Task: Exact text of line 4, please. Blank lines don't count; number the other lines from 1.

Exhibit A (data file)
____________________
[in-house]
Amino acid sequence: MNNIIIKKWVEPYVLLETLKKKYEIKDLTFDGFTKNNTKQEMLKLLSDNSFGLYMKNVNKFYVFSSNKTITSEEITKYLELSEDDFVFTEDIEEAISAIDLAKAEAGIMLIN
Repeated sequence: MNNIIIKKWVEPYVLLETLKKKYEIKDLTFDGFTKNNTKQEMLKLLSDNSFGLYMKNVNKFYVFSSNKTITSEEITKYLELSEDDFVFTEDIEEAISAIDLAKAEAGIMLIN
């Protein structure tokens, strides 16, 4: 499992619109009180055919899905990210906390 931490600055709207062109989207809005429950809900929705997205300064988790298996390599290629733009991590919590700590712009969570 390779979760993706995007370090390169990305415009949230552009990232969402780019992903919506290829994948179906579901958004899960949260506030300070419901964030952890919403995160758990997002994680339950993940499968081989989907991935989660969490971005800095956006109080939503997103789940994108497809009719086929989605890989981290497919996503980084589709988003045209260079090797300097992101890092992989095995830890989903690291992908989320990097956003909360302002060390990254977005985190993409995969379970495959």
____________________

């Protein structure tokens, strides 16, 4: 499992619109009180055919899905990210906390 931490600055709207062109989207809005429950809900929705997205300064988790298996390599290629733009991590919590700590712009969570 390779979760993706995007370090390169990305415009949230552009990232969402780019992903919506290829994948179906579901958004899960949260506030300070419901964030952890919403995160758990997002994680339950993940499968081989989907991935989660969490971005800095956006109080939503997103789940994108497809009719086929989605890989981290497919996503980084589709988003045209260079090797300097992101890092992989095995830890989903690291992908989320990097956003909360302002060390990254977005985190993409995969379970495959």